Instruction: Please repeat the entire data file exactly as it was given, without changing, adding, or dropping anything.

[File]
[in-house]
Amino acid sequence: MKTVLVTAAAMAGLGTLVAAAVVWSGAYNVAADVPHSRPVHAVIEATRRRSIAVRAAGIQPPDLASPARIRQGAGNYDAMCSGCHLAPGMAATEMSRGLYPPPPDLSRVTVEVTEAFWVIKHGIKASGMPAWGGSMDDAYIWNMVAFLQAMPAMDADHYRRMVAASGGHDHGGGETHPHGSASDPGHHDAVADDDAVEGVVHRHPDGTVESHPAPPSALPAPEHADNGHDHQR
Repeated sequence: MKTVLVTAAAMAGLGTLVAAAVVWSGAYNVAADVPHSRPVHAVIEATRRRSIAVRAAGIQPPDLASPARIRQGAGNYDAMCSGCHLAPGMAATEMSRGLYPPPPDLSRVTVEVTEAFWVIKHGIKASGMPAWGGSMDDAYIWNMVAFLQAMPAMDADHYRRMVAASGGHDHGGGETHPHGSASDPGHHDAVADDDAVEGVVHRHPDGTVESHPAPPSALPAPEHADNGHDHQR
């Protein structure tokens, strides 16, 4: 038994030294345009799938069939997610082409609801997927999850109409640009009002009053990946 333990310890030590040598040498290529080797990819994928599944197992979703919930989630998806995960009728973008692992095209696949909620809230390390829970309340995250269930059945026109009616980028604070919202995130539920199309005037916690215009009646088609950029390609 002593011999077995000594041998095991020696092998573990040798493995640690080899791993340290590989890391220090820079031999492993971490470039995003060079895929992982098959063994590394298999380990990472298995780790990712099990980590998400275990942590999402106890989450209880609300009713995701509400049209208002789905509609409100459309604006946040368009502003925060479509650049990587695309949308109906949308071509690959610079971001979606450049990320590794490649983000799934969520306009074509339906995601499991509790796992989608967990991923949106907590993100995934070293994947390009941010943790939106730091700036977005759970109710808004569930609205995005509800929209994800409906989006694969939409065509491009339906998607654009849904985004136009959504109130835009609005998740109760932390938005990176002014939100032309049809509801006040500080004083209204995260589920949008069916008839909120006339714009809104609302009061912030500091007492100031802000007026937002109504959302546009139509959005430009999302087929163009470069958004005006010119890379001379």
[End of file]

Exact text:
[in-house]
Amino acid sequence: MKTVLVTAAAMAGLGTLVAAAVVWSGAYNVAADVPHSRPVHAVIEATRRRSIAVRAAGIQPPDLASPARIRQGAGNYDAMCSGCHLAPGMAATEMSRGLYPPPPDLSRVTVEVTEAFWVIKHGIKASGMPAWGGSMDDAYIWNMVAFLQAMPAMDADHYRRMVAASGGHDHGGGETHPHGSASDPGHHDAVADDDAVEGVVHRHPDGTVESHPAPPSALPAPEHADNGHDHQR
Repeated sequence: MKTVLVTAAAMAGLGTLVAAAVVWSGAYNVAADVPHSRPVHAVIEATRRRSIAVRAAGIQPPDLASPARIRQGAGNYDAMCSGCHLAPGMAATEMSRGLYPPPPDLSRVTVEVTEAFWVIKHGIKASGMPAWGGSMDDAYIWNMVAFLQAMPAMDADHYRRMVAASGGHDHGGGETHPHGSASDPGHHDAVADDDAVEGVVHRHPDGTVESHPAPPSALPAPEHADNGHDHQR
């Protein structure tokens, strides 16, 4: 038994030294345009799938069939997610082409609801997927999850109409640009009002009053990946 333990310890030590040598040498290529080797990819994928599944197992979703919930989630998806995960009728973008692992095209696949909620809230390390829970309340995250269930059945026109009616980028604070919202995130539920199309005037916690215009009646088609950029390609 002593011999077995000594041998095991020696092998573990040798493995640690080899791993340290590989890391220090820079031999492993971490470039995003060079895929992982098959063994590394298999380990990472298995780790990712099990980590998400275990942590999402106890989450209880609300009713995701509400049209208002789905509609409100459309604006946040368009502003925060479509650049990587695309949308109906949308071509690959610079971001979606450049990320590794490649983000799934969520306009074509339906995601499991509790796992989608967990991923949106907590993100995934070293994947390009941010943790939106730091700036977005759970109710808004569930609205995005509800929209994800409906989006694969939409065509491009339906998607654009849904985004136009959504109130835009609005998740109760932390938005990176002014939100032309049809509801006040500080004083209204995260589920949008069916008839909120006339714009809104609302009061912030500091007492100031802000007026937002109504959302546009139509959005430009999302087929163009470069958004005006010119890379001379």